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Submission + - 'Minority Report' Interfaces Come to University Research (chronicle.com)

An anonymous reader writes: Colleges libraries are installing giant interactive video walls to let students and scholars look at medical and other scholarly images up close, zoom in and out using gestures. Also they're hoping to get students to get their heads out of their laptop screens to collaborate on projects on the big shared walls. Will Big-Screen Research be the future?
Desktops (Apple)

Submission + - Mac Flashback attack began with Wordpress blogs (eweek.com)

beaverdownunder writes: Alexander Gostev, head of the global research and analysis team at Kaspersky, says that “tens of thousands of sites powered by WordPress were compromised. How this happened is unclear. The main theories are that bloggers were using a vulnerable version of WordPress or they had installed the ToolsPack plug-in.”

Submission + - Apple and Google face salary fixing lawsuit (macworld.com.au)

beaverdownunder writes: Google, Apple, Adobe and Intel have been accused of maintaining an agreement not to poach each other's staff, thus restricting increases in salary and restricting career development.

California District Judge Lucy Koh has found that the plaintiffs have adequately demonstrated antitrust injury. Sparked by a request from the late Steve Jobs, from 2005 to 2007 the defendants had a 'no cold-call' policy of staff recruitment amongst themselves.

Jobs is also alleged to have threatened Palm with litigation for not entering into a 'no cold-call' agreement with Apple.


AT&T's Net Neutrality Doublethink 215

GMGruman writes "George Orwell would be proud of AT&T, as Bill Snyder explains in this blog post, for its new ads saying it supports Net neutrality when in fact it is working actively to scuttle proposed FCC rules that would clearly ban discriminatory practices against different types of data, such as video streaming or VoIP. It's also trying to get government subsidies to build a substandard broadband network for the under-served areas of the US. If it and its carrier partners win, 'Internet freedom' will mean freedom for carriers to be the 21st century's robber barons."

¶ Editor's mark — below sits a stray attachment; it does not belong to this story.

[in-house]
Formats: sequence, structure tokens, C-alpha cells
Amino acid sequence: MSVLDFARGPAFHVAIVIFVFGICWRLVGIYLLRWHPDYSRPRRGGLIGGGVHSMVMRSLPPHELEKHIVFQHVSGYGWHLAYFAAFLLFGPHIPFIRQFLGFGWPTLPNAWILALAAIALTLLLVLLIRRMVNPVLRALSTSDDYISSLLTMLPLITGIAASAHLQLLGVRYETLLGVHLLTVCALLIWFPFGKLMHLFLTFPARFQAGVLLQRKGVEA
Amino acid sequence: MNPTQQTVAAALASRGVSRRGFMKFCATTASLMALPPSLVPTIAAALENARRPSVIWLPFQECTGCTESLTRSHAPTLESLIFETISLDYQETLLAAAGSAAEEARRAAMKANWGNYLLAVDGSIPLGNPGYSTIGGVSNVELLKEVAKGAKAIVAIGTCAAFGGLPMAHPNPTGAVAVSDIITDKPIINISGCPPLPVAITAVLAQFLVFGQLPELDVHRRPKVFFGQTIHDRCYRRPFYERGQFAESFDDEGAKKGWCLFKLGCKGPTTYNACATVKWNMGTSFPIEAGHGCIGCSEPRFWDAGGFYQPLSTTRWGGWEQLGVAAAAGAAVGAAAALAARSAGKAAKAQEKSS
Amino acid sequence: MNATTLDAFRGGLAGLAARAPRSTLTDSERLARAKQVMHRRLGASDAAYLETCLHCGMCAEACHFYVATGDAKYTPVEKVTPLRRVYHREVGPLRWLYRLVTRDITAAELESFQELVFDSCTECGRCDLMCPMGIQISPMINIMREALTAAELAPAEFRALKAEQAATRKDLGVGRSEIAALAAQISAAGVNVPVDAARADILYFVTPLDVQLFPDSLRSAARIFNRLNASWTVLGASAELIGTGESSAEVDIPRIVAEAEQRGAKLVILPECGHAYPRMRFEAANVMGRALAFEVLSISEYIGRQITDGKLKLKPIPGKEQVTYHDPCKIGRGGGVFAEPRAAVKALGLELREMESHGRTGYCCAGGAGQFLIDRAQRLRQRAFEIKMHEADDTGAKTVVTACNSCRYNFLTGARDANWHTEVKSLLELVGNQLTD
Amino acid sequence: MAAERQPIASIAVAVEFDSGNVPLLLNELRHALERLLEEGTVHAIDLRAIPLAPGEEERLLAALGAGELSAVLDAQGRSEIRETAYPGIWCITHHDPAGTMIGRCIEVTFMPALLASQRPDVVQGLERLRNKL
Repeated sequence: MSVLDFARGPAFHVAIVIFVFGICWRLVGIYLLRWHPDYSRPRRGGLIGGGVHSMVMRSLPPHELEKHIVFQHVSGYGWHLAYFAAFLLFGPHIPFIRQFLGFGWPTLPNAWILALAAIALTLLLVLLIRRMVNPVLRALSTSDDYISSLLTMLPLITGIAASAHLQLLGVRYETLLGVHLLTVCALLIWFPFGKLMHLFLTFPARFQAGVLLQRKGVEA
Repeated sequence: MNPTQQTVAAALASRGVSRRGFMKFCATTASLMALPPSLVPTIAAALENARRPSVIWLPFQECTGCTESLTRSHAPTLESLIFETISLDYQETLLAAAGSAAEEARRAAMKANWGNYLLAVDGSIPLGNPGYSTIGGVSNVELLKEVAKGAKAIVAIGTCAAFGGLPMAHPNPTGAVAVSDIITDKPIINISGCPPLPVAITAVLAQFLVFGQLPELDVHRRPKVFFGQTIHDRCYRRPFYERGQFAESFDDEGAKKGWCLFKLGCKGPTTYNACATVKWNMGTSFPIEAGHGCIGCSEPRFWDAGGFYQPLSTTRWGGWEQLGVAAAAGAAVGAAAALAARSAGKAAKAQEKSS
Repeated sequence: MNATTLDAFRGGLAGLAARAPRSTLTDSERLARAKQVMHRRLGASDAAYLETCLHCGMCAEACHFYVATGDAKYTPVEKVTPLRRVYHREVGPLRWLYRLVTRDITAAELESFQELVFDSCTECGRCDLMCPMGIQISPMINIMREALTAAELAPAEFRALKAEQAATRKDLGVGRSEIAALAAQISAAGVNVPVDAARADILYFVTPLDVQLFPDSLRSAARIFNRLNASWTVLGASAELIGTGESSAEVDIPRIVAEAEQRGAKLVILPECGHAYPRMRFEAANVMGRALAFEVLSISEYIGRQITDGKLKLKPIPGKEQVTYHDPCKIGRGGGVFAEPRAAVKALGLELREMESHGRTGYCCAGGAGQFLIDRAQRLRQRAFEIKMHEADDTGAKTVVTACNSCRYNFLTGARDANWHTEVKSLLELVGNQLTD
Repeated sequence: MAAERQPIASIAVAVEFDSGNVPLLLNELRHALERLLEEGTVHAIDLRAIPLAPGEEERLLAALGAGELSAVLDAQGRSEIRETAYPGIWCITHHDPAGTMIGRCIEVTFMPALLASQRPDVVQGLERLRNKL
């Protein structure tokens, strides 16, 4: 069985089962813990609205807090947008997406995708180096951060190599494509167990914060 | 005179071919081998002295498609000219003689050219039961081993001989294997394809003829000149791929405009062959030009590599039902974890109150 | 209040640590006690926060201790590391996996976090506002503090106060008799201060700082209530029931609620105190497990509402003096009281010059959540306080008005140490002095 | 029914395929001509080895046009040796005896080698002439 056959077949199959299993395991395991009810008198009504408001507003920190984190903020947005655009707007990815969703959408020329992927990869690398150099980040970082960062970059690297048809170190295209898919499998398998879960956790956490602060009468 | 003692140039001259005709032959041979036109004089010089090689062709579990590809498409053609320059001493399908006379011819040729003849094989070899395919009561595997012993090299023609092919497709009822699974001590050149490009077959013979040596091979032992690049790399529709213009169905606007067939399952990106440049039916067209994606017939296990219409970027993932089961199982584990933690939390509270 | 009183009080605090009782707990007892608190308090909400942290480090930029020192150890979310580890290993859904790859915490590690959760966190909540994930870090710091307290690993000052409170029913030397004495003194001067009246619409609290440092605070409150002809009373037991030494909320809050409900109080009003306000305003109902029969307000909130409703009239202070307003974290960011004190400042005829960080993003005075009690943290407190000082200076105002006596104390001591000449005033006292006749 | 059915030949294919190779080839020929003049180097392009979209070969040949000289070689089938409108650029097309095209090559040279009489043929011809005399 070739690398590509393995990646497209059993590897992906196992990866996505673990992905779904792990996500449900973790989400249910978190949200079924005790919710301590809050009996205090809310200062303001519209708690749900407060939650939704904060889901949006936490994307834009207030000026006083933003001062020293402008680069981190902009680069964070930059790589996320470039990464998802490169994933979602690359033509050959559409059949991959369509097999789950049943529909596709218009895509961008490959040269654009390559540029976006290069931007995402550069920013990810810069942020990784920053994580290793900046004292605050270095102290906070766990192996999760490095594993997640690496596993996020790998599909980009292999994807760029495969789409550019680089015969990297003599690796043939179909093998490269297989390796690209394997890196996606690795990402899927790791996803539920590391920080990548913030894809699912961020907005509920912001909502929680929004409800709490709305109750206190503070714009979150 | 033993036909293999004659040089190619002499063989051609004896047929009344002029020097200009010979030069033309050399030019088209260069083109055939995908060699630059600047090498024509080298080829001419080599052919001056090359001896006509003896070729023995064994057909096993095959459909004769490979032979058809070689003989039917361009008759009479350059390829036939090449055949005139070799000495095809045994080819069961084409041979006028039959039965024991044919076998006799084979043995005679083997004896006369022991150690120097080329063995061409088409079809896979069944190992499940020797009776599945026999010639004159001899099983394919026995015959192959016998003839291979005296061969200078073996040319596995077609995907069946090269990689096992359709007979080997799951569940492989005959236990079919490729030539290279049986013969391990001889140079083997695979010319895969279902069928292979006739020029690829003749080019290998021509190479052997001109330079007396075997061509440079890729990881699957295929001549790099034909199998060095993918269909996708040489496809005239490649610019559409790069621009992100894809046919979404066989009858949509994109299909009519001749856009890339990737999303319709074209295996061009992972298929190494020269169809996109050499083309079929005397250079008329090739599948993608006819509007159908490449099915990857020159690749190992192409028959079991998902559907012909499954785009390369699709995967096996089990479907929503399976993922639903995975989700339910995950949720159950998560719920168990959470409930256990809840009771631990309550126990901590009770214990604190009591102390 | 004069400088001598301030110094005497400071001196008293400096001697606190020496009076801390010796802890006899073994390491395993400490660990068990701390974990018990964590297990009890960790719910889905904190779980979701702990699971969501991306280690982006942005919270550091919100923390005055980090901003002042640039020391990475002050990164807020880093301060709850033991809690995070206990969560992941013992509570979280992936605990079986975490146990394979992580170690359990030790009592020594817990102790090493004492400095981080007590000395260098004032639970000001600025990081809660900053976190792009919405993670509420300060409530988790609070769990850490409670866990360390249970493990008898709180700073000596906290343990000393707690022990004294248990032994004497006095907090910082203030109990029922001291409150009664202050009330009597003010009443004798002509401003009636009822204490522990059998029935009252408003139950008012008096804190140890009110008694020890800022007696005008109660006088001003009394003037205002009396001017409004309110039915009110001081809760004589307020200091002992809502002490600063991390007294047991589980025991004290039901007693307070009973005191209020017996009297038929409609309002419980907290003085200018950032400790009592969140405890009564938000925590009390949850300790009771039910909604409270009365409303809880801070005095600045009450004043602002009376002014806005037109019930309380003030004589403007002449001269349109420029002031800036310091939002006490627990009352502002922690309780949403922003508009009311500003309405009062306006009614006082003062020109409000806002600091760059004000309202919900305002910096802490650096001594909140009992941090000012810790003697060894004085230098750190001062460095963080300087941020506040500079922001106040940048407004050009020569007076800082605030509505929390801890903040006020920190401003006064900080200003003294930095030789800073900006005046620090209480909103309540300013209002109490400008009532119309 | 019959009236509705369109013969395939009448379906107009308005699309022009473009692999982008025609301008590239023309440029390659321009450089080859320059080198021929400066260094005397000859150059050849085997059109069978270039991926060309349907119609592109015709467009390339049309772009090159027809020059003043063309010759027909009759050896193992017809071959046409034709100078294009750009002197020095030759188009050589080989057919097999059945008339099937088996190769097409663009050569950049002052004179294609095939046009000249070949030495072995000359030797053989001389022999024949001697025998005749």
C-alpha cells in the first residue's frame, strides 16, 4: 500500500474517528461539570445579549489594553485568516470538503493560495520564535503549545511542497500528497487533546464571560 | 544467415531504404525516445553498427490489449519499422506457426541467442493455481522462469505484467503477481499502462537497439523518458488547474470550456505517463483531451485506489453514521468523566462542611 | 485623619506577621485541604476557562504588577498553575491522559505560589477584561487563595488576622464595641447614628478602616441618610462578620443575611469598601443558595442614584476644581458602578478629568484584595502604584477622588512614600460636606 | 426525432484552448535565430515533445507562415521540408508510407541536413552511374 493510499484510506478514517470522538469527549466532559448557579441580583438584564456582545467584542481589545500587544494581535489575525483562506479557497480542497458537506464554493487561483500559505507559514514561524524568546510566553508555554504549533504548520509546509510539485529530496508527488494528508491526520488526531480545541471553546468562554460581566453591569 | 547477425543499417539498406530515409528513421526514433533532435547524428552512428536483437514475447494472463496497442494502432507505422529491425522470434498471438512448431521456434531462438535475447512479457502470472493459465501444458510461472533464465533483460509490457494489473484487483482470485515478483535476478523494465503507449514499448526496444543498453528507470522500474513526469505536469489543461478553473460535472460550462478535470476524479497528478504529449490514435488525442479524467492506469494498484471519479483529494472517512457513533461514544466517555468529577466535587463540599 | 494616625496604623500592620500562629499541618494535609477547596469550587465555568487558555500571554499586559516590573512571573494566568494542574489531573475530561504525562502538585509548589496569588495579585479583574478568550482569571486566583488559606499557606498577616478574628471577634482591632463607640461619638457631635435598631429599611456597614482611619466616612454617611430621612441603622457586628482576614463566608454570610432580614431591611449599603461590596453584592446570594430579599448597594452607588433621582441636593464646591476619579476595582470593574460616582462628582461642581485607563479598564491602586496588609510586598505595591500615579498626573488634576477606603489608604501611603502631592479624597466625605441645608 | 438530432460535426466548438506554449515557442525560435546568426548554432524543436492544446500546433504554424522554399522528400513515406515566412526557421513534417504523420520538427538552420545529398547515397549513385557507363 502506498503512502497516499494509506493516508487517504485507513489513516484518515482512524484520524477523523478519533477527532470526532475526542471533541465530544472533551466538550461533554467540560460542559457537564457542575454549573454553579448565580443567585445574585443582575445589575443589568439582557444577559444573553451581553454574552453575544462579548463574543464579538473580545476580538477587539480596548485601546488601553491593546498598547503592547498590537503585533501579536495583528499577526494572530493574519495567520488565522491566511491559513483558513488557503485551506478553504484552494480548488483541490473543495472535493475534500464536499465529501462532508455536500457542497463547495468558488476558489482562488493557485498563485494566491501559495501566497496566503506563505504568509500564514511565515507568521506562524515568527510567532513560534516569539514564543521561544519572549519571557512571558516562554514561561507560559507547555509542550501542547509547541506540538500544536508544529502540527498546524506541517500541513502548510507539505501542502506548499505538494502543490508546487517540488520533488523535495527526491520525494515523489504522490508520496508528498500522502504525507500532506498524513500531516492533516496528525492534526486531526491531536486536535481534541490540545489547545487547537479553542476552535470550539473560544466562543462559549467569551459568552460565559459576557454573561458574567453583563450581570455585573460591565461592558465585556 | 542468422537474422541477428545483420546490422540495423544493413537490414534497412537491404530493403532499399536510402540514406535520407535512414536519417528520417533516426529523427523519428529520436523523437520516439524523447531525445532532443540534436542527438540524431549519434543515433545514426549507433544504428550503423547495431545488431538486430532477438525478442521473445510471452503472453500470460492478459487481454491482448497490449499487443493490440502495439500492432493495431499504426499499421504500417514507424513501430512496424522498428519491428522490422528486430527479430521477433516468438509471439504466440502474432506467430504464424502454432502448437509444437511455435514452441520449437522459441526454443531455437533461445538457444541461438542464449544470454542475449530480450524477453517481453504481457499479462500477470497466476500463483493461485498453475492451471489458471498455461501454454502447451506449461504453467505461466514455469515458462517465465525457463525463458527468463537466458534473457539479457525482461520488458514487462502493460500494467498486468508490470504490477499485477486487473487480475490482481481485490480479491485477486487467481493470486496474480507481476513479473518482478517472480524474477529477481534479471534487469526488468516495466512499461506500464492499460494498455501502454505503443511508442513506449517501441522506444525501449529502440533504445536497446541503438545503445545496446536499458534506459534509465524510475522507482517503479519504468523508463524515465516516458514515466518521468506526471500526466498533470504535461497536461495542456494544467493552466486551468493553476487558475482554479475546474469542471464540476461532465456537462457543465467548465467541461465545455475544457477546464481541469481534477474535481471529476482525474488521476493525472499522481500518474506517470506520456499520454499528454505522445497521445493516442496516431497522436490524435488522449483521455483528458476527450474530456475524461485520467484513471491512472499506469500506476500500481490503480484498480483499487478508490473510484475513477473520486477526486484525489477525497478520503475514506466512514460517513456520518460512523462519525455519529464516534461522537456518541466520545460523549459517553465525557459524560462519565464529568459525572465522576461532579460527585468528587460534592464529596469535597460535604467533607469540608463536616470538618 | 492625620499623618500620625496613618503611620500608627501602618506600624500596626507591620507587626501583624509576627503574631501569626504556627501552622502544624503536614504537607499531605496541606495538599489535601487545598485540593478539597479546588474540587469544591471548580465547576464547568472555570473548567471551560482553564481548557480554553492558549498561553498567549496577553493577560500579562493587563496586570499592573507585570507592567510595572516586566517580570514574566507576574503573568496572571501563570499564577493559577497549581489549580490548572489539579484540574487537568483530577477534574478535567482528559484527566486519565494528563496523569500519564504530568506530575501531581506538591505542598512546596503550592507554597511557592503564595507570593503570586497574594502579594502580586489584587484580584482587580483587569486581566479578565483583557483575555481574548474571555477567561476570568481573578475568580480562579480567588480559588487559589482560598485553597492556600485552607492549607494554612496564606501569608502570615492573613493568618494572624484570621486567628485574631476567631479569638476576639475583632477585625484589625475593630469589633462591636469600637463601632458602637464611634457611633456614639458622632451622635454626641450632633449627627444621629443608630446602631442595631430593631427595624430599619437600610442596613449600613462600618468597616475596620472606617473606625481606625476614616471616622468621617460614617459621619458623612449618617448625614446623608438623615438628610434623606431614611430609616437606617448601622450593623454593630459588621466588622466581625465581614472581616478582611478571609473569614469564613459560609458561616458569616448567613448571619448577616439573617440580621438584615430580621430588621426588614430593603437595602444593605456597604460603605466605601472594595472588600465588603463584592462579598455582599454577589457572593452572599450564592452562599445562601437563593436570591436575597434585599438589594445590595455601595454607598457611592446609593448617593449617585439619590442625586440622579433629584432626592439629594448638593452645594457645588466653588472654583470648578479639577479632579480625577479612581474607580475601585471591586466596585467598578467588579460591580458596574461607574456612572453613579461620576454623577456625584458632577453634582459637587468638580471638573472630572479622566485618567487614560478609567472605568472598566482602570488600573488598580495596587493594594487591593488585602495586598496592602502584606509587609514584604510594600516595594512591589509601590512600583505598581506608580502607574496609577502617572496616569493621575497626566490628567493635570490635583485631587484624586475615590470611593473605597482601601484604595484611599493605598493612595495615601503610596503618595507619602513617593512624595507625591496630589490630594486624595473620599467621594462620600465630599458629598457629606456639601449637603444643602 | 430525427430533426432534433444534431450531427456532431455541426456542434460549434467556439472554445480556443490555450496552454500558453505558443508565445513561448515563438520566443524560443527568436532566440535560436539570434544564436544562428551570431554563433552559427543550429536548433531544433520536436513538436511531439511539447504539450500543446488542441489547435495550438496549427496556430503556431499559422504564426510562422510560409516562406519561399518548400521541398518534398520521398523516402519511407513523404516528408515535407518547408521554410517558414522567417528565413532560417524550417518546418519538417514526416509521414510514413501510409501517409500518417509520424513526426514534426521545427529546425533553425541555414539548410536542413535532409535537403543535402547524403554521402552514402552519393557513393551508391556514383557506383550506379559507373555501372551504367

Why Movies Are Not Exactly Like Music 378

Ars digs into the proposition that movies will go the way of the music business, and finds some reasons not to be totally gloomy about Hollywood's immediate future. For one thing, the movie biz managed to introduce a next-generation format to follow the DVD, a trick that eluded the music crowd (anyone remember DVD-Audio? SACD?). Blu-ray isn't making up the gap as DVD sales fall, but it is slowing the revenue decline. Perhaps the most important difference from the music business is that movies aren't amenable to "disaggregation" — unlike CDs, which people stopped buying once they could get the individual songs they really wanted. Ars concludes: "The movie business is facing many of the same challenges that are bedeviling music, but it's not about to go quietly into that good night — and it may not have to."

Submission + - Antitrust probe for Wireless provider texting (eweek.com)

DJRumpy writes: The chairman of the Senate Subcommittee on Antitrust, Competition Policy and Consumer Rights urges the Department of Justice and the Federal Communications Commission to examine whether dominant wireless carriers such as AT&T and Verizon are stifling competition with practices that include exclusive arrangements between carriers and cell phone makers, possible text messaging price fixing, and questionable roaming arrangements.

Apparently the new Antitrust chief is doing just that, but hitting resistance from within the administration.

A rock store eventually closed down; they were taking too much for granite.